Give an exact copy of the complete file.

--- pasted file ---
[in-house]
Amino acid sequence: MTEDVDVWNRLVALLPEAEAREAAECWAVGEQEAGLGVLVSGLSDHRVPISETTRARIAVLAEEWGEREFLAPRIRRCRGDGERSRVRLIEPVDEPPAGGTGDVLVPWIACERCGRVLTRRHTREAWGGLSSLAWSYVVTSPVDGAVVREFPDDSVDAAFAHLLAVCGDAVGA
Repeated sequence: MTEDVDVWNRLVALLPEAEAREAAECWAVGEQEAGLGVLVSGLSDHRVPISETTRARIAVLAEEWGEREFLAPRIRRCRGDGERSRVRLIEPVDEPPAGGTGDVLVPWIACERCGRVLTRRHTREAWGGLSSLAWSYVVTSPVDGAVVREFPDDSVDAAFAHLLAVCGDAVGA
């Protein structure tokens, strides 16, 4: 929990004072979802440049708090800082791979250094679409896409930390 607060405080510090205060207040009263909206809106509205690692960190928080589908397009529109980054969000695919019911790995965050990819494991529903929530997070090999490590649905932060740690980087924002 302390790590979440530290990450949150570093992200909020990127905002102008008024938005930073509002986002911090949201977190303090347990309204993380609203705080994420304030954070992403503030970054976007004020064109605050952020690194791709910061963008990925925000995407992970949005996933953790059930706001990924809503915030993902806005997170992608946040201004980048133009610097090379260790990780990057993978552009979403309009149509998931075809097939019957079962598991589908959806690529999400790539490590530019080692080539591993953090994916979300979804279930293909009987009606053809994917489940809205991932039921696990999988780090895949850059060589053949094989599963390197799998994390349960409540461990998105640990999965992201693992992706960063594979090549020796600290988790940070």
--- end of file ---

[in-house]
Amino acid sequence: MTEDVDVWNRLVALLPEAEAREAAECWAVGEQEAGLGVLVSGLSDHRVPISETTRARIAVLAEEWGEREFLAPRIRRCRGDGERSRVRLIEPVDEPPAGGTGDVLVPWIACERCGRVLTRRHTREAWGGLSSLAWSYVVTSPVDGAVVREFPDDSVDAAFAHLLAVCGDAVGA
Repeated sequence: MTEDVDVWNRLVALLPEAEAREAAECWAVGEQEAGLGVLVSGLSDHRVPISETTRARIAVLAEEWGEREFLAPRIRRCRGDGERSRVRLIEPVDEPPAGGTGDVLVPWIACERCGRVLTRRHTREAWGGLSSLAWSYVVTSPVDGAVVREFPDDSVDAAFAHLLAVCGDAVGA
């Protein structure tokens, strides 16, 4: 929990004072979802440049708090800082791979250094679409896409930390 607060405080510090205060207040009263909206809106509205690692960190928080589908397009529109980054969000695919019911790995965050990819494991529903929530997070090999490590649905932060740690980087924002 302390790590979440530290990450949150570093992200909020990127905002102008008024938005930073509002986002911090949201977190303090347990309204993380609203705080994420304030954070992403503030970054976007004020064109605050952020690194791709910061963008990925925000995407992970949005996933953790059930706001990924809503915030993902806005997170992608946040201004980048133009610097090379260790990780990057993978552009979403309009149509998931075809097939019957079962598991589908959806690529999400790539490590530019080692080539591993953090994916979300979804279930293909009987009606053809994917489940809205991932039921696990999988780090895949850059060589053949094989599963390197799998994390349960409540461990998105640990999965992201693992992706960063594979090549020796600290988790940070």